So I decided to make an attempt to redeem a really godawful day by wandering in a used bookstore for a bit. And while I was wandering, I decided that I wanted to see if I could find something by bell hooks, because a number of people I respect speak so highly of her work.
Intersectionality in action, there.
bell hooks has nothing in the feminist theory section, nor in the women in history section, nor, for that matter, in the race issues section; the three titles in the used bookstore were filed under 'African-Americans'.
And I found myself thinking about the discussion brownfemipower was hosting, about the work of women of color being sidelined, pushed to the back end of the semester as an if-we-have-time. And I'm wandering this bookstore going, "Wow. If I were just puttering about in the women's studies section, I'd never know bell hooks existed." Though there were a couple of titles in there about critiques of mainstream feminism from a POC perspective.
Intersectionality means that nobody knows where to shelve your damn books. It means that only people who are looking at whatever subissue the linear one-person-one-categorisation has lumped you into will see what you have to say, and the fact that you have more to say than fits neatly into the box is irrelevant. Procrustean shelving practices prevail, because there's no damn way of shelving the book in the five different places it goes.
I don't even know how to fix it. Looking at the world in a tangled mess of Venn diagrams doesn't help anyone find something in the damn bookstore. Not until we get VR bookstore interfaces and can shelve everything in all the places that it goes, so people can look in their boxes and find everything that belongs in the box.
Check your local bookstores. Where can you find bell hooks?
(But I now have a copy of Ain't I A Woman: black women and feminism.)
27 November, 2007
So I decided to make an attempt to redeem a really godawful day by wandering in a used bookstore for a bit. And while I was wandering, I decided that I wanted to see if I could find something by bell hooks, because a number of people I respect speak so highly of her work.
The promised sequel to Hiding the Cow, which I got around to because of Renegade Evolution's latest nony, who fancies spewing about how women are all gentle and nurturing and how that shows what's wrong with people today.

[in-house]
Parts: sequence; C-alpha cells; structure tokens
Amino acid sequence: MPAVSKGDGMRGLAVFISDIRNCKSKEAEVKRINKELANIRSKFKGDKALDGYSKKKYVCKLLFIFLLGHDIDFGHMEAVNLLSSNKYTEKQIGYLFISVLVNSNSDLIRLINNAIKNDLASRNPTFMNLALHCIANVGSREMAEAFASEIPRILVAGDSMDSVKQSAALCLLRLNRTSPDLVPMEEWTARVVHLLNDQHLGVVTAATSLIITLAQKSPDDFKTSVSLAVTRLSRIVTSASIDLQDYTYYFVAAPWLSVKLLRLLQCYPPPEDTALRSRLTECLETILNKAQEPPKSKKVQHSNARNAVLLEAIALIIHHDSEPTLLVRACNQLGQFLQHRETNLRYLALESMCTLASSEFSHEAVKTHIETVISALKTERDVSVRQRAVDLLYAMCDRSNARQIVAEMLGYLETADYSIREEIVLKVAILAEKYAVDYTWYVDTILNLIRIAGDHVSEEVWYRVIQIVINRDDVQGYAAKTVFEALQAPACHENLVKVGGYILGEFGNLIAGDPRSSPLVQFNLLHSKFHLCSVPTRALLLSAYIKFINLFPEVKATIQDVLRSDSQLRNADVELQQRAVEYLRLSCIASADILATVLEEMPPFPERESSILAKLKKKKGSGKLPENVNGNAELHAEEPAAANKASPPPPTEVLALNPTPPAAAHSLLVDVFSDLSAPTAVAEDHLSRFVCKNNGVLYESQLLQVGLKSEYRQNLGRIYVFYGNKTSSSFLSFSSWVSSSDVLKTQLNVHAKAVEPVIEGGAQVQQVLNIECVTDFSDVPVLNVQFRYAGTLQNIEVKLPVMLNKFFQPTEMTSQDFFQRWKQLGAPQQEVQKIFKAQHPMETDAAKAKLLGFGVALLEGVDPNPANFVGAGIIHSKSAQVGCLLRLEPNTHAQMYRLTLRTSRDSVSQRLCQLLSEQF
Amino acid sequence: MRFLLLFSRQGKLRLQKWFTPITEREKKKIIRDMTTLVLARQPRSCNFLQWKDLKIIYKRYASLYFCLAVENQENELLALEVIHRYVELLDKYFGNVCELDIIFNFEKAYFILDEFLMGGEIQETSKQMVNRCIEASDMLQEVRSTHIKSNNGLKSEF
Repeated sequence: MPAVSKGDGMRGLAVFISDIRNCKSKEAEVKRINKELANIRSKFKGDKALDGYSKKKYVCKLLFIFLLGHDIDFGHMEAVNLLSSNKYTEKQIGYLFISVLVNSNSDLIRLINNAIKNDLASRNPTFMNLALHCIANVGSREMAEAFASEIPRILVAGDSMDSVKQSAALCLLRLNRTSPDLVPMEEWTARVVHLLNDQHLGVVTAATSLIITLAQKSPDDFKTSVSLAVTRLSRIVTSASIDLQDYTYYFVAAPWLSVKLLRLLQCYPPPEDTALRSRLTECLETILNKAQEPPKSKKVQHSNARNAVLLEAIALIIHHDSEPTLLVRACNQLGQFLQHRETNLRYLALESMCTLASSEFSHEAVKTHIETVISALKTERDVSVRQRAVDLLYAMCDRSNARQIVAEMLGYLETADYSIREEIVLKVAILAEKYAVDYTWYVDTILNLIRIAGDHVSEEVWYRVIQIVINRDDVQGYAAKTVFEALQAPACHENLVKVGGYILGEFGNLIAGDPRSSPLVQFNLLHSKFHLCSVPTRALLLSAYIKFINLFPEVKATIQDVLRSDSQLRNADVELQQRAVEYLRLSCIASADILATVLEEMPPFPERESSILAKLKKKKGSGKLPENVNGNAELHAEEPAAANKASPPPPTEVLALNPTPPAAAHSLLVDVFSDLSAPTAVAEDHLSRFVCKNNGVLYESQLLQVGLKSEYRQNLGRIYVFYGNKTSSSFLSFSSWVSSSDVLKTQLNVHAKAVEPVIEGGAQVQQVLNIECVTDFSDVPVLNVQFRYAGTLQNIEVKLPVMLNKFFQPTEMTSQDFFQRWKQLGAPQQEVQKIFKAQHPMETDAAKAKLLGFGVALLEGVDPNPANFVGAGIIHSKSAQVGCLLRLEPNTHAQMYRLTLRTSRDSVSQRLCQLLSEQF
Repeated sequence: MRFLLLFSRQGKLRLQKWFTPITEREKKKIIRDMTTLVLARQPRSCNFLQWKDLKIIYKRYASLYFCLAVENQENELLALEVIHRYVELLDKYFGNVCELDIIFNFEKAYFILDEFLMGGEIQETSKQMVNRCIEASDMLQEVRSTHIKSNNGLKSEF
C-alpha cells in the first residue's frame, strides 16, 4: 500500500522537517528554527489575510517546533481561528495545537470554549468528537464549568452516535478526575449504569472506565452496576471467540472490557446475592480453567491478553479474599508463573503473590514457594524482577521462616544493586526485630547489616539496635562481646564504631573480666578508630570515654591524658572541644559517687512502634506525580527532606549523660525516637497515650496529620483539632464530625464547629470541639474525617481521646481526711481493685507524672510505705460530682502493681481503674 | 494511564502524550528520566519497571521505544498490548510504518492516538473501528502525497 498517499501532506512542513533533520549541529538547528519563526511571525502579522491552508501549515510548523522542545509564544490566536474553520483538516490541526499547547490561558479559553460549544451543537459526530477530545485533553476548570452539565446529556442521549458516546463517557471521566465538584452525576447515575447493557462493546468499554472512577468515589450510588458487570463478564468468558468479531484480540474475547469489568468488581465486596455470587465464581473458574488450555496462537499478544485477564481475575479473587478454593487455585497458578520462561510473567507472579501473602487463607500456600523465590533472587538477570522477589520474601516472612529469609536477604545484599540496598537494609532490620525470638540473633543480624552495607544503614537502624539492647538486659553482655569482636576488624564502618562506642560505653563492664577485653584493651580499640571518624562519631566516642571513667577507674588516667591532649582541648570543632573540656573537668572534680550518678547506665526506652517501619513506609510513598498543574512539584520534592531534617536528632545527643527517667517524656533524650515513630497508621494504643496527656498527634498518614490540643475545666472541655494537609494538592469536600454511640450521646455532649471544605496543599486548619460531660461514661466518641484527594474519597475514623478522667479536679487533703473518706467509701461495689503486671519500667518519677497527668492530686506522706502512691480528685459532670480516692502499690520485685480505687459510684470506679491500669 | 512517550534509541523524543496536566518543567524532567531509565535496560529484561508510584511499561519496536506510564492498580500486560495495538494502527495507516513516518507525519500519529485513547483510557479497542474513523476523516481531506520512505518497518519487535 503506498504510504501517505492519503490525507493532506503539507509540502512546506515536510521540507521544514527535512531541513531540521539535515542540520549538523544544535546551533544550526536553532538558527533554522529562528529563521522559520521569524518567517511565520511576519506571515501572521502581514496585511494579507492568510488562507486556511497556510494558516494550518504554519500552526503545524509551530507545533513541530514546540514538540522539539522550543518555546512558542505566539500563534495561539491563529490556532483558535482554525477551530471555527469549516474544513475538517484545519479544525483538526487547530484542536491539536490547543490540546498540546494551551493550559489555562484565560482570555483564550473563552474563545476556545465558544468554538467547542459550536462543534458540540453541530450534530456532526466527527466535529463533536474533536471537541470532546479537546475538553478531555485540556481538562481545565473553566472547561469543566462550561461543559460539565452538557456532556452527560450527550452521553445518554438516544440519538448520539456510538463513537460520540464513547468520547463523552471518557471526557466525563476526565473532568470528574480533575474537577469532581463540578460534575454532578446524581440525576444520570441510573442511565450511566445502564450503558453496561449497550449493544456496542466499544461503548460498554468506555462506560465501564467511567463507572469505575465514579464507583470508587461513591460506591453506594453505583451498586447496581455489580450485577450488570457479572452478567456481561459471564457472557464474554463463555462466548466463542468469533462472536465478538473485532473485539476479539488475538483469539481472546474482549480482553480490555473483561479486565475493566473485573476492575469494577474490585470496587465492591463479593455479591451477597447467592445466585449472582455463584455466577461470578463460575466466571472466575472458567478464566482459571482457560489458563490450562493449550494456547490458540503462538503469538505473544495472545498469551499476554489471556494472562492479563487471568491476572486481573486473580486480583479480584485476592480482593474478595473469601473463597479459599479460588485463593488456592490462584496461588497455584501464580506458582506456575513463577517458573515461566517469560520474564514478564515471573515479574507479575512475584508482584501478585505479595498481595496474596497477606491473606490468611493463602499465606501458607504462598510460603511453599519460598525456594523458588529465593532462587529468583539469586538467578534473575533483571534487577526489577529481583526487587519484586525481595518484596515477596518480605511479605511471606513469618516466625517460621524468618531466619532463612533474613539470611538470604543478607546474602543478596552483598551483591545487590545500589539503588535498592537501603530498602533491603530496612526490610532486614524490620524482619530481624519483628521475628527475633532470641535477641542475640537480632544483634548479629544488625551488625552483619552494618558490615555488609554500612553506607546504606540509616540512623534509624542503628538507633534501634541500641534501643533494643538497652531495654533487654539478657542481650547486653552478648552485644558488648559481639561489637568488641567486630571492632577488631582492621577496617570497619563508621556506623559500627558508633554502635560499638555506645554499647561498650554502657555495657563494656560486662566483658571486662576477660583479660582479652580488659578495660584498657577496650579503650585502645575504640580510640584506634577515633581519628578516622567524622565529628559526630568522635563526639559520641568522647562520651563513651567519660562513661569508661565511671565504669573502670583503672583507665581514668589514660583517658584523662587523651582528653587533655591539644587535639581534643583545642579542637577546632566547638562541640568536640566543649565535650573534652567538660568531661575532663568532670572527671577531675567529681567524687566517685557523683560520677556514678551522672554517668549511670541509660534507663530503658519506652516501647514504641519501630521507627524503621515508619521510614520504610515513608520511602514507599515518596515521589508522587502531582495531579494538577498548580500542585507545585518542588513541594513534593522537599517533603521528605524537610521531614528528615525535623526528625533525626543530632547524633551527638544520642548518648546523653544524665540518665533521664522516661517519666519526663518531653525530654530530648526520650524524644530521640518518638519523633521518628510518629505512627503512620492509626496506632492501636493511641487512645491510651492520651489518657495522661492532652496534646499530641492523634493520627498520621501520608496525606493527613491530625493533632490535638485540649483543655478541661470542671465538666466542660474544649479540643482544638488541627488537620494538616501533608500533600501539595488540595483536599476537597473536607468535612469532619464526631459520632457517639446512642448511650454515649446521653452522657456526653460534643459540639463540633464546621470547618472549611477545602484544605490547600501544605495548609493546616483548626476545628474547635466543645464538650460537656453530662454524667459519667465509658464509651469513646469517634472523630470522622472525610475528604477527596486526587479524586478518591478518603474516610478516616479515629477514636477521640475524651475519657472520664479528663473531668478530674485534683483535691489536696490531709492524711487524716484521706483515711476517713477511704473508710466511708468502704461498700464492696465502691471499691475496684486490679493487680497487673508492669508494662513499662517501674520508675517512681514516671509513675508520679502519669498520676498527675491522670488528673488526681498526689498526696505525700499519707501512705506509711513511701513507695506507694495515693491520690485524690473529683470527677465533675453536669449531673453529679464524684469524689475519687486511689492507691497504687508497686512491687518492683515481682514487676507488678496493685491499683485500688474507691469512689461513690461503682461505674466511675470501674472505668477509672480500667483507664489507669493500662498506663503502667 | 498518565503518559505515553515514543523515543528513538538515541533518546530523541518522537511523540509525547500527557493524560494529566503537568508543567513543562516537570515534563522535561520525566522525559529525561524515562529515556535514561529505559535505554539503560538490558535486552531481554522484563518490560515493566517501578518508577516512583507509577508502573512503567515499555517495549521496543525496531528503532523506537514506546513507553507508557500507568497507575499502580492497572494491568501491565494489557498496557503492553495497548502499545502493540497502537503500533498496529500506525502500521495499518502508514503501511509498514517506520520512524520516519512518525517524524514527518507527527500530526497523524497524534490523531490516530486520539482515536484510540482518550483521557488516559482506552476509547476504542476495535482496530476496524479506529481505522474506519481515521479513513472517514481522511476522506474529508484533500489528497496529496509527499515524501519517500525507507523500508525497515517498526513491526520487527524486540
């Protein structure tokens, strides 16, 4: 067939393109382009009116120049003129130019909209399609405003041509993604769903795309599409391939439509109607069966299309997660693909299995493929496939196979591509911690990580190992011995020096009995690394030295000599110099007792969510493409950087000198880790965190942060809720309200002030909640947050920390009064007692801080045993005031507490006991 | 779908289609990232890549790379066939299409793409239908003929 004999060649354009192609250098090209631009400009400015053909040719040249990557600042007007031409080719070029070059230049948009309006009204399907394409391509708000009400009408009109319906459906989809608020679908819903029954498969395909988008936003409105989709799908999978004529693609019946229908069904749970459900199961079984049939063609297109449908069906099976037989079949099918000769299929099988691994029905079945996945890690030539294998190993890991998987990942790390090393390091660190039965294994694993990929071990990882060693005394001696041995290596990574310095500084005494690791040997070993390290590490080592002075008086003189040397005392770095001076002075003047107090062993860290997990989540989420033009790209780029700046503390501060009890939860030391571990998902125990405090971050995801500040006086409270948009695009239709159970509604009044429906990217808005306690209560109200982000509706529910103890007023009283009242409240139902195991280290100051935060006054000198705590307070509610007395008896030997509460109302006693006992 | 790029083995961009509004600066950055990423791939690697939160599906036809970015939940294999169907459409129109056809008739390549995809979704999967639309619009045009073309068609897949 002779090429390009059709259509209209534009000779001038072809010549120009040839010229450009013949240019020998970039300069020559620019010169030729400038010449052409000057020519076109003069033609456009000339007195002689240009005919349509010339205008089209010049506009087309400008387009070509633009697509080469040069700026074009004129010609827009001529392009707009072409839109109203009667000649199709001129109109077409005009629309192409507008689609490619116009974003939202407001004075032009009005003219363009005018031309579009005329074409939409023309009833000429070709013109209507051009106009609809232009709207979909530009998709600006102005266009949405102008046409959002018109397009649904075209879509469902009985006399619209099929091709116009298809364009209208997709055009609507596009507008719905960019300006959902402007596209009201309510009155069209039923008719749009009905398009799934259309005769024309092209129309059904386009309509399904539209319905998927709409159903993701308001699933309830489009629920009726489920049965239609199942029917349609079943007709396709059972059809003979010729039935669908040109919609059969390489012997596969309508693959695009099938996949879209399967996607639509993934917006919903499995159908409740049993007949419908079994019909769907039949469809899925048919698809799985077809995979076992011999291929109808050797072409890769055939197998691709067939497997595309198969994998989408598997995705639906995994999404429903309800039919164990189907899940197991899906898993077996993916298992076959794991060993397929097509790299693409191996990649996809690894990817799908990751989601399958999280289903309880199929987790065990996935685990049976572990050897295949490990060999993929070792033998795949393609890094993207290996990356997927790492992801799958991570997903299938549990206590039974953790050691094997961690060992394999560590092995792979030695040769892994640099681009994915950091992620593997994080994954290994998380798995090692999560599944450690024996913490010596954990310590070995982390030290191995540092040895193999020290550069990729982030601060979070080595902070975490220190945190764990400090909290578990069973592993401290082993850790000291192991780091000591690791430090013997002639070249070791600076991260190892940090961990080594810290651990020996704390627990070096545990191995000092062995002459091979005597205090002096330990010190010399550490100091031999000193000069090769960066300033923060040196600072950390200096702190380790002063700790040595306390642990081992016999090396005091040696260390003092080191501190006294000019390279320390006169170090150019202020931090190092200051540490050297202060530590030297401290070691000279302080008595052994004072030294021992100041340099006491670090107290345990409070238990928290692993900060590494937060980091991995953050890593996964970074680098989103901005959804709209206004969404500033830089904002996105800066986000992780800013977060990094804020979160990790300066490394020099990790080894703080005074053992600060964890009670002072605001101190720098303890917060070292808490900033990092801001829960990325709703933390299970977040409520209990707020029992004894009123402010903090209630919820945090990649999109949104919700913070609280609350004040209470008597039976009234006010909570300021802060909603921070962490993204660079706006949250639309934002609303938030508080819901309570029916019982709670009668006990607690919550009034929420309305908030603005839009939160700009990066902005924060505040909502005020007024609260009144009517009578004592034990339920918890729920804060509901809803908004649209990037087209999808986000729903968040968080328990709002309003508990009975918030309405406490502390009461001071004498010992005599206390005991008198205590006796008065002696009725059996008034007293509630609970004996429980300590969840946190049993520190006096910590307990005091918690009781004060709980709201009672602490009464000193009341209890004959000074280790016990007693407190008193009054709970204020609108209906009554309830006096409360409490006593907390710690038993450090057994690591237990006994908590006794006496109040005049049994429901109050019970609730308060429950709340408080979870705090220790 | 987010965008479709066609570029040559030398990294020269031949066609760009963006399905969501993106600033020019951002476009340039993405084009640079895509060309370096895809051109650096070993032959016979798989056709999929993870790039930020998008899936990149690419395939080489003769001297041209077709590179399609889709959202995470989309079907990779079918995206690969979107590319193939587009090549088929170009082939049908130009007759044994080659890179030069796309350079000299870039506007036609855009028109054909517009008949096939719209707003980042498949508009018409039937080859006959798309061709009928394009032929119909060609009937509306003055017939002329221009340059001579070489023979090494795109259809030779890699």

A mythological interlude:
A long time ago, back when the world was forging legends, humankind got kind of pissy and uppity and disrespectful of the gods, as humans have done from before time immemorial. This time was sufficiently bad that Ra, who was having a sensitive day, asked His daughter, named Gold, to go explain to them the error of their ways and instruct them in proper respect.
And Gold gathered her power together, and went among the humans to apply proper chastisement, and was known as Sekhmet, Whose Name means "The Powerful One".
And after She had been explaining things for a wee bit, the other gods went to Ra and said, "You know, if She doesn't stop explaining, we're going to run out of humans." And Ra sent to His daughter and said, "I think they have the idea now, you can come home." And She said, "You can never be sure. And besides, I'm enjoying myself." And her enjoyment ran red across the land.
So the gods did as the gods will do in such circumstances, went to wise Djehwty (Who the Greeks called Thoth) and said, "Djehwwwwwwty, you're smaaaart. Fix it! Pleeeeeeeeaaaase?"
And Djehwty had many jars of beer brewed, vast numbers of them, and dyed them with red ochre. And He went to where Sekhmet, replete with the day's slaughter, was sleeping, and poured out the beer until the land ran red with it around Her. And when She woke, she saw the red liquid, and grinned, and dipped her head to drink, and got completely smashed, and ran away to Nubia.
And eventually that caused problems too, and Djehwty was sent to fix it, and bring Her home, and as She bathed in the Nile at the cataract of the border, the bloodlust washed out of her, staining the waters red, and She was again Gold, the beautiful daughter of Ra.
And these two ladies, Hetharu and Sekhmet, They have Their own lives, their own natures, and yet, if you dig deep enough down, you find that the lady Who loves and celebrates all that is good and beautiful has a rage in Her if that beauty is defiled; the lady Who avenges, purifies, and cleanses taint does so out of that same deep, profound love. The one slides into the other so easily when the balance is tipped. The Lady of Intoxication in both Her Names will share a draught of beer with you, especially if it's red, but there is also the madness of music and the madness of blood, and they are not so far apart as some would like to think. Ask your local maenad.
End mythological interlude.
When I wrote 'Hiding the Cow', I wrote about how I kept running into people who just couldn't imagine me as a Hathor kid, couldn't see me as someone who would revere Her first among goddesses. Too cranky, too abrasive, not nurturing enough, or something. But the face I show the world is much more Setian than rooted in Mother's sister-self; the outsider, the alien, the border-walker and challenger. Not the surgeon, not the plague-bringer, not the cauterising flame, Whose kindness can be so cruel.
I don't show that either, when I can help it.